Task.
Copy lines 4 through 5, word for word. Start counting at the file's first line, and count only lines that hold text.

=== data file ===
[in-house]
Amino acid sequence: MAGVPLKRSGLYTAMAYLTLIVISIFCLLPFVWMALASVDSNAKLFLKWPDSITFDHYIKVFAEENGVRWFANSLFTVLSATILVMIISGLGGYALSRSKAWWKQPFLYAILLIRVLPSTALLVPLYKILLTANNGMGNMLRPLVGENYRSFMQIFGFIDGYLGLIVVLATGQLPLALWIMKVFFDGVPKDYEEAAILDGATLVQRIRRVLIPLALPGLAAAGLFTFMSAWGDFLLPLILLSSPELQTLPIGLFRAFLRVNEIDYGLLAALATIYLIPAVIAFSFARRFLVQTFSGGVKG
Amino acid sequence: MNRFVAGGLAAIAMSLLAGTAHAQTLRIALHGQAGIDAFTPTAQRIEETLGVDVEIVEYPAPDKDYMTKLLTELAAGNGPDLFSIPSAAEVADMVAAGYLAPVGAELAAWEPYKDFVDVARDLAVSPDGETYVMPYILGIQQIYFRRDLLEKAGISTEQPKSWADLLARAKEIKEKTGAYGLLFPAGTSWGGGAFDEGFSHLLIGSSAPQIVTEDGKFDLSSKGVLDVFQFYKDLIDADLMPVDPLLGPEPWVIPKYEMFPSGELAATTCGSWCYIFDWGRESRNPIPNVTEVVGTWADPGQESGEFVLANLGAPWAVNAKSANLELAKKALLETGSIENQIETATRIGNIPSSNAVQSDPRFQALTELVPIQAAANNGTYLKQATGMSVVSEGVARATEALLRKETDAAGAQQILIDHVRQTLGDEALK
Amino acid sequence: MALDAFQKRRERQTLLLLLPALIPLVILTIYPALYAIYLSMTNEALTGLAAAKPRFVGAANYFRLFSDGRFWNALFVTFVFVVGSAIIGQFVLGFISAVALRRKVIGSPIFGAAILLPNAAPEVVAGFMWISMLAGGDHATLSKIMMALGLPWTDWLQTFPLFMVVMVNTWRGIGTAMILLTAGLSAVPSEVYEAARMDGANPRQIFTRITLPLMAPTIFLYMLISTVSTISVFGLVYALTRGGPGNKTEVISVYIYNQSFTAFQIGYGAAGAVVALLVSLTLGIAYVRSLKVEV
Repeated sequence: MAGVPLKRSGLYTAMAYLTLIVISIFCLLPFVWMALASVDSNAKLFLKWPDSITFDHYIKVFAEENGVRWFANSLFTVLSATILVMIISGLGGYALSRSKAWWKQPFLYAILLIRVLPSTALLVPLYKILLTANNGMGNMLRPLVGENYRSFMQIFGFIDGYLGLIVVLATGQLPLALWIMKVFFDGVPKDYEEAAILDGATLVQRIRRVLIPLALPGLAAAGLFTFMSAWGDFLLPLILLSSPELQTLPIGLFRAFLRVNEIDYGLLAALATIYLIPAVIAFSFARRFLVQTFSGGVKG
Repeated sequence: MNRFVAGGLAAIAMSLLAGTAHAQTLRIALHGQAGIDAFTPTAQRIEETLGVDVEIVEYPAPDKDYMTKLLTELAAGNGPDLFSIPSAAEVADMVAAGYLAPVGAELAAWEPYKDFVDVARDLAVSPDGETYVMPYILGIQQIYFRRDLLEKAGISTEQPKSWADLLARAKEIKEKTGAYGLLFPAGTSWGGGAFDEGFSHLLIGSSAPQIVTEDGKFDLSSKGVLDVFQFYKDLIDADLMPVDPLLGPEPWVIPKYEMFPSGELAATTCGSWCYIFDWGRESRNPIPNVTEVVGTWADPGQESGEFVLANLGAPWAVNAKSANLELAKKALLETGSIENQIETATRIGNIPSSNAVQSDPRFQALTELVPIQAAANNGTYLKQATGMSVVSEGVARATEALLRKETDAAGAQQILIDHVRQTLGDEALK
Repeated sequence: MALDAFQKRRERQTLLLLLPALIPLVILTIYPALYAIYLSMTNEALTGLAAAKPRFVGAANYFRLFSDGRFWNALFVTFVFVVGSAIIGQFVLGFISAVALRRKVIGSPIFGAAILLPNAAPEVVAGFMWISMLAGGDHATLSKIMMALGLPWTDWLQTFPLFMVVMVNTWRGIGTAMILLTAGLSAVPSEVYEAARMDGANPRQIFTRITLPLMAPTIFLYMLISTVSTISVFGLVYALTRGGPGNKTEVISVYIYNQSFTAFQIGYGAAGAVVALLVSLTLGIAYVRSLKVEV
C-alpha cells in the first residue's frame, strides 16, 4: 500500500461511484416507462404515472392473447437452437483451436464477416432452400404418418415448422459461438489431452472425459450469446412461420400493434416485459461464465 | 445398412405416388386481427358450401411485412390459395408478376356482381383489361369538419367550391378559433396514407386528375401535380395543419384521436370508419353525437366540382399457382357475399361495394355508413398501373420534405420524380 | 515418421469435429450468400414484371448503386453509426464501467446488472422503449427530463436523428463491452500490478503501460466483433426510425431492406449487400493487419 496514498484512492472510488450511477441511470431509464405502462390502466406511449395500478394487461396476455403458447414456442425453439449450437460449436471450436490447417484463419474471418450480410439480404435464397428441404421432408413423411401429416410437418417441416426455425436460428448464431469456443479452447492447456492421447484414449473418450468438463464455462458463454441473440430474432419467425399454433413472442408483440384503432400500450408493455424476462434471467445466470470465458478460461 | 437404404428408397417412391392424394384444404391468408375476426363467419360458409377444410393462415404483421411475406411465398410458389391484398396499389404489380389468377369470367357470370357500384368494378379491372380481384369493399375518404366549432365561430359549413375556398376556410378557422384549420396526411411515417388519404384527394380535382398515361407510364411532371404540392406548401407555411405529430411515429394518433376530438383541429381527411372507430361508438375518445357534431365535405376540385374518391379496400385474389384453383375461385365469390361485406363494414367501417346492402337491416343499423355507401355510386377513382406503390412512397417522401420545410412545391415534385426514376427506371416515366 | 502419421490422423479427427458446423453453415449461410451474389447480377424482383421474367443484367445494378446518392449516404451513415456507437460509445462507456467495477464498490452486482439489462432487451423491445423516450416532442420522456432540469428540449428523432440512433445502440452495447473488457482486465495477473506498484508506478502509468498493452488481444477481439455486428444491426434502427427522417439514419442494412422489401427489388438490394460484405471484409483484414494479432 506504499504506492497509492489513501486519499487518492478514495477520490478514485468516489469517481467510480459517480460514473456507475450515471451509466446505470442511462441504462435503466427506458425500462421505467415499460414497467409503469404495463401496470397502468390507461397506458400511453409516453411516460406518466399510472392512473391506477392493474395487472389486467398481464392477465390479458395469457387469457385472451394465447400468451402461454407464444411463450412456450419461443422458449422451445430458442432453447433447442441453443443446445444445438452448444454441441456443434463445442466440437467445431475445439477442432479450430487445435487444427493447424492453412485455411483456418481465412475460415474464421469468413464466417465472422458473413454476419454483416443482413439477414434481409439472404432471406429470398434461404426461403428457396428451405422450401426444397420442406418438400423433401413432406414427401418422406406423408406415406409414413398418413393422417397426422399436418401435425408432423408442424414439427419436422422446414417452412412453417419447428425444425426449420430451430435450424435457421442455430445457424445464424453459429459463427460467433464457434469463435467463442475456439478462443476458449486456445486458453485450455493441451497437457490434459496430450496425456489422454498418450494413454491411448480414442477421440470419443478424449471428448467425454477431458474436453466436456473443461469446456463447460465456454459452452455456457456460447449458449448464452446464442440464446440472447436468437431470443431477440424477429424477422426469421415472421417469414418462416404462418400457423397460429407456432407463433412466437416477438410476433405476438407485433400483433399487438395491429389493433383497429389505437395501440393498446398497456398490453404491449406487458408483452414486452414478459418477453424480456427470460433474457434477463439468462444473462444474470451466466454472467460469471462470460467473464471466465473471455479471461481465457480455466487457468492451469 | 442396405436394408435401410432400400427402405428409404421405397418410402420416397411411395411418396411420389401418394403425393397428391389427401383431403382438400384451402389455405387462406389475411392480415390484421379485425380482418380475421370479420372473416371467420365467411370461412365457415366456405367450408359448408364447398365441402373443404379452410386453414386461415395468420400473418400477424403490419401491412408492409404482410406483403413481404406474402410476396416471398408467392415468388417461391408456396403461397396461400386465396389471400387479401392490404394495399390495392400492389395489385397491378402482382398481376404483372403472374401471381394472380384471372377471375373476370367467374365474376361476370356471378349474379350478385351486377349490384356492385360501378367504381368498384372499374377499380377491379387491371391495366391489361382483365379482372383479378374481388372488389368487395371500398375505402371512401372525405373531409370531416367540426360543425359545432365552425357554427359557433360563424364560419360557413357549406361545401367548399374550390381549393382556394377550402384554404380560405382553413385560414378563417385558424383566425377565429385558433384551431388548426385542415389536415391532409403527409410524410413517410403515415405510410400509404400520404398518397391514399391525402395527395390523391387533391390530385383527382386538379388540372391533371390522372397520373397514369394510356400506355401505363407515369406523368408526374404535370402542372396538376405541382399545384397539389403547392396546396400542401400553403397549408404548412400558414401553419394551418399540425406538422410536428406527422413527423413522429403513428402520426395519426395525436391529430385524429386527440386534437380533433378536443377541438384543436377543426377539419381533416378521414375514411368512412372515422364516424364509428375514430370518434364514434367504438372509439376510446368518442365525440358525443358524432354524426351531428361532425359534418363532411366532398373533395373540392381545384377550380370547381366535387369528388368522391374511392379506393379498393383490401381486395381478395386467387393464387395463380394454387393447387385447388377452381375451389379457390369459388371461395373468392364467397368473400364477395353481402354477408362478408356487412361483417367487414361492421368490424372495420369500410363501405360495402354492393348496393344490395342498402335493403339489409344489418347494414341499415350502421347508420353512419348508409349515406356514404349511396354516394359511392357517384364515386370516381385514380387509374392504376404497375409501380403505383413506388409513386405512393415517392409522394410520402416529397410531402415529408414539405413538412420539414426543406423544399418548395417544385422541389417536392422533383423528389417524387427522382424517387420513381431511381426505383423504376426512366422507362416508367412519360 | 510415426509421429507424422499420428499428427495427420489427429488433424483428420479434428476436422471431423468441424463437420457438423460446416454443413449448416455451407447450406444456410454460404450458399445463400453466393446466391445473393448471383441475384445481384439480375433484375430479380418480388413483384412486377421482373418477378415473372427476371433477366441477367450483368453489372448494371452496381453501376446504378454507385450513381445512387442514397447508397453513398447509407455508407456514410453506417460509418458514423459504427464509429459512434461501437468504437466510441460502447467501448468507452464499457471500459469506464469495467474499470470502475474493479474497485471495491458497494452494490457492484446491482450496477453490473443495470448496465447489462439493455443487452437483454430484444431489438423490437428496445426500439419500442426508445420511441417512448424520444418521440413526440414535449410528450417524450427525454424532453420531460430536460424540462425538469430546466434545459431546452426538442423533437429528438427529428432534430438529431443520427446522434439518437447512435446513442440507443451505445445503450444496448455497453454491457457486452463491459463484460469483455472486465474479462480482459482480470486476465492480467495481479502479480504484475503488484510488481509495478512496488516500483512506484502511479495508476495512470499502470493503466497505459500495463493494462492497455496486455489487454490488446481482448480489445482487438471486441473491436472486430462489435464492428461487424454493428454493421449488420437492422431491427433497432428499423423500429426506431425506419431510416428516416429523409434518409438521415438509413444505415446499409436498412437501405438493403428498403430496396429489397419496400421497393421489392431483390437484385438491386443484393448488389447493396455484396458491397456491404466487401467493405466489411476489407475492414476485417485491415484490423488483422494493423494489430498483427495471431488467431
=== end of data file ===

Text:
Amino acid sequence: MALDAFQKRRERQTLLLLLPALIPLVILTIYPALYAIYLSMTNEALTGLAAAKPRFVGAANYFRLFSDGRFWNALFVTFVFVVGSAIIGQFVLGFISAVALRRKVIGSPIFGAAILLPNAAPEVVAGFMWISMLAGGDHATLSKIMMALGLPWTDWLQTFPLFMVVMVNTWRGIGTAMILLTAGLSAVPSEVYEAARMDGANPRQIFTRITLPLMAPTIFLYMLISTVSTISVFGLVYALTRGGPGNKTEVISVYIYNQSFTAFQIGYGAAGAVVALLVSLTLGIAYVRSLKVEV
Repeated sequence: MAGVPLKRSGLYTAMAYLTLIVISIFCLLPFVWMALASVDSNAKLFLKWPDSITFDHYIKVFAEENGVRWFANSLFTVLSATILVMIISGLGGYALSRSKAWWKQPFLYAILLIRVLPSTALLVPLYKILLTANNGMGNMLRPLVGENYRSFMQIFGFIDGYLGLIVVLATGQLPLALWIMKVFFDGVPKDYEEAAILDGATLVQRIRRVLIPLALPGLAAAGLFTFMSAWGDFLLPLILLSSPELQTLPIGLFRAFLRVNEIDYGLLAALATIYLIPAVIAFSFARRFLVQTFSGGVKG